Any attempt to prove that trusting the senses is more "logical" than not trusting the senses would either a) assume trust of the senses in the proof(*1), or b) Involve deeper assumptions whose denial would cause the exact same problem. I doubt option b is even possible, as I believe that trust of the senses is one of the fundamental assumptions. However, neither case would really solve the problem.

As for applying logic to ethics, things get a bit dicier. Ethics is based upon prescription (what one should do) rather than description (what is). However, there is no way to derive prescription from description, and therefore in the case of ethics our assumptions are composed of not only the intuitions but also the desires. One desire cannot be more logical than another; however, one method of achieving a particular set of desires can certainly be more logical than another. (For a more in-depth explanation of this please consult this thread.)

How do logical descriptions and predictions relate to reality? We cannot know. The problem is, one of our inuitions/assumptions is that our logical desription of the universe is directly correspondent to the state of the universe itself. In fact, the division between objective and subjective reality itself is an intuition/assumption. Any attempt to "logically"(*2) determine whether logic is "objectively" embedded in the universe would itself involve the assumption that this is the case. So the only reason we would have for believing that the universe operates via logical laws is that one of our fundamental assumptions is that it does. Believing otherwise would not necessarily be illogical, if said belief was part of a logical system that did not involve the aforementioned assumption.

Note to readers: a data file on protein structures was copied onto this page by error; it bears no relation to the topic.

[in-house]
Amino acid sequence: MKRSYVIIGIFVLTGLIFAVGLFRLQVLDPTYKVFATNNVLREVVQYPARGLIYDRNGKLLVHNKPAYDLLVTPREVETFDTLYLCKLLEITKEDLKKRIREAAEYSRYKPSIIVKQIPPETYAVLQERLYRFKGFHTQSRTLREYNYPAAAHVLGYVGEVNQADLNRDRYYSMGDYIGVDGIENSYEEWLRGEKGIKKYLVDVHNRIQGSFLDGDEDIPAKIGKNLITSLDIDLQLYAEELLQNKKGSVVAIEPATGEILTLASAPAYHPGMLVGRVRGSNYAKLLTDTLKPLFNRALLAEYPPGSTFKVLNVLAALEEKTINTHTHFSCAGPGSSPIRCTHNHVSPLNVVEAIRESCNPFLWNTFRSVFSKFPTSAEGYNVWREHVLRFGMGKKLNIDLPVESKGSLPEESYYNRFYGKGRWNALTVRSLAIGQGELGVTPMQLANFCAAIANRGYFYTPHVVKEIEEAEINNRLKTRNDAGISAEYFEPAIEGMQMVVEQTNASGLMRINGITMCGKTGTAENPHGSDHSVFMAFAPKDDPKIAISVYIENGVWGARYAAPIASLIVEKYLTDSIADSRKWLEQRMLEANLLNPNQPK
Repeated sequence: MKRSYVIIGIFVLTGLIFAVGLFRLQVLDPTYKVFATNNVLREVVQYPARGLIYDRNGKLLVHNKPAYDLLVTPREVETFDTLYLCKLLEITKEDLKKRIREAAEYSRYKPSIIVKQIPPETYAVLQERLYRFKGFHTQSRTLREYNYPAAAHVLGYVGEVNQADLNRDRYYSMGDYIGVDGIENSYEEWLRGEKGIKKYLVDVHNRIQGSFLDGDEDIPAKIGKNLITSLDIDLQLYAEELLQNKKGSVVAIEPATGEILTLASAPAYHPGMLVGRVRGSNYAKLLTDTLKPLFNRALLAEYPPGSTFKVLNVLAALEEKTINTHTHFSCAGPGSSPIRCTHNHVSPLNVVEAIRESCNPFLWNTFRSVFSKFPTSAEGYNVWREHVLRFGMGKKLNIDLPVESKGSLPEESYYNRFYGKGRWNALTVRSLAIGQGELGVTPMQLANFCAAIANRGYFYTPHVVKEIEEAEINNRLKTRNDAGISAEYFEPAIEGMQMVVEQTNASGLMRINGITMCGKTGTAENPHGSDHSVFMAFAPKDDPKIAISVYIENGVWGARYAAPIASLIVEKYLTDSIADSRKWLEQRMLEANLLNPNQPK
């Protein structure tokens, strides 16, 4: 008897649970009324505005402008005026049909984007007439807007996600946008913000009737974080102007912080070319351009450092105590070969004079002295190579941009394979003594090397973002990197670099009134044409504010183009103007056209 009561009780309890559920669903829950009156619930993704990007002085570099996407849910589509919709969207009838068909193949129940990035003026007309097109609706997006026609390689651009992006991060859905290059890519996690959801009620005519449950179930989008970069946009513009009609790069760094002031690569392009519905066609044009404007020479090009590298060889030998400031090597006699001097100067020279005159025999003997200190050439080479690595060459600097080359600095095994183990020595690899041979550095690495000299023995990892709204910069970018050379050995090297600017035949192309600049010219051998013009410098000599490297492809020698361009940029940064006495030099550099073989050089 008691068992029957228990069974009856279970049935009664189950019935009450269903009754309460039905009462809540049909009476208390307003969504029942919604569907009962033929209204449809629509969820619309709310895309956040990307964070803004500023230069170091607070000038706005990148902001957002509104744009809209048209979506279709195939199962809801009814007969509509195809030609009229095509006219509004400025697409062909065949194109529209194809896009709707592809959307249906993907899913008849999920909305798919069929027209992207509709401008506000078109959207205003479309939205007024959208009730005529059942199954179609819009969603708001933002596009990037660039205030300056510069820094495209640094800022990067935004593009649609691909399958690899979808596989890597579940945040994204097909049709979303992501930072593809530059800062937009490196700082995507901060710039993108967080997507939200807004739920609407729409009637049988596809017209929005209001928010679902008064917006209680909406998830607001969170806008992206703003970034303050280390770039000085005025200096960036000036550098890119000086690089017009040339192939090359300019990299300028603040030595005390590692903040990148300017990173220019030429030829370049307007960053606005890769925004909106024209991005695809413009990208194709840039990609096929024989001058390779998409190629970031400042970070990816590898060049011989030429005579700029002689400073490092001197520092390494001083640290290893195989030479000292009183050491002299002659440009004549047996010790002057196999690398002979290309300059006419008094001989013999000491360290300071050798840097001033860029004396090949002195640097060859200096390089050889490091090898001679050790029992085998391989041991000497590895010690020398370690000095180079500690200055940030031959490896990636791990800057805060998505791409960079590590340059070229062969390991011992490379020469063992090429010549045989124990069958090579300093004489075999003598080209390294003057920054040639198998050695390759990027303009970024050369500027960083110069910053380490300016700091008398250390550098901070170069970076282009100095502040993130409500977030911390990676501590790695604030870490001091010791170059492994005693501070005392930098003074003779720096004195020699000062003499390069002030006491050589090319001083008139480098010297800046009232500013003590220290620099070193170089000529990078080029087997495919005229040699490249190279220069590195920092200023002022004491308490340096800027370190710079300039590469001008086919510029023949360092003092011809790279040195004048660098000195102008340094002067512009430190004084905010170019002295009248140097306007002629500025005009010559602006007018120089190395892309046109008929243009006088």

(*1) People who argue that not trusting the senses leads to trouble are missing the fact that such "trouble" is only trouble if we're already under the assumption that the senses are accurate. Trusting that the picture of reality presented us by the senses is "correct" is only more practical than not doing so if we base our judgments of practicality on the results of actions which we are observing through our senses.

(*2) "Logically" here meaning using the commonly-accepted logical system - i.e. the one which uses out intuitions as its assumptions.


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PostPosted: Mon Jan 03, 2005 4:54 pm 
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I think the concept of "assumption" needs some elaboration, here. Logic (more precisely, the predicate calculus) is a game with symbols. The game has rules; are those rules what you mean by "assumptions"? If so, that's fair: you're saying that given the particular rules of the game that we are using, then the outcomes will be determined logically; with different rules, we will have different outcomes.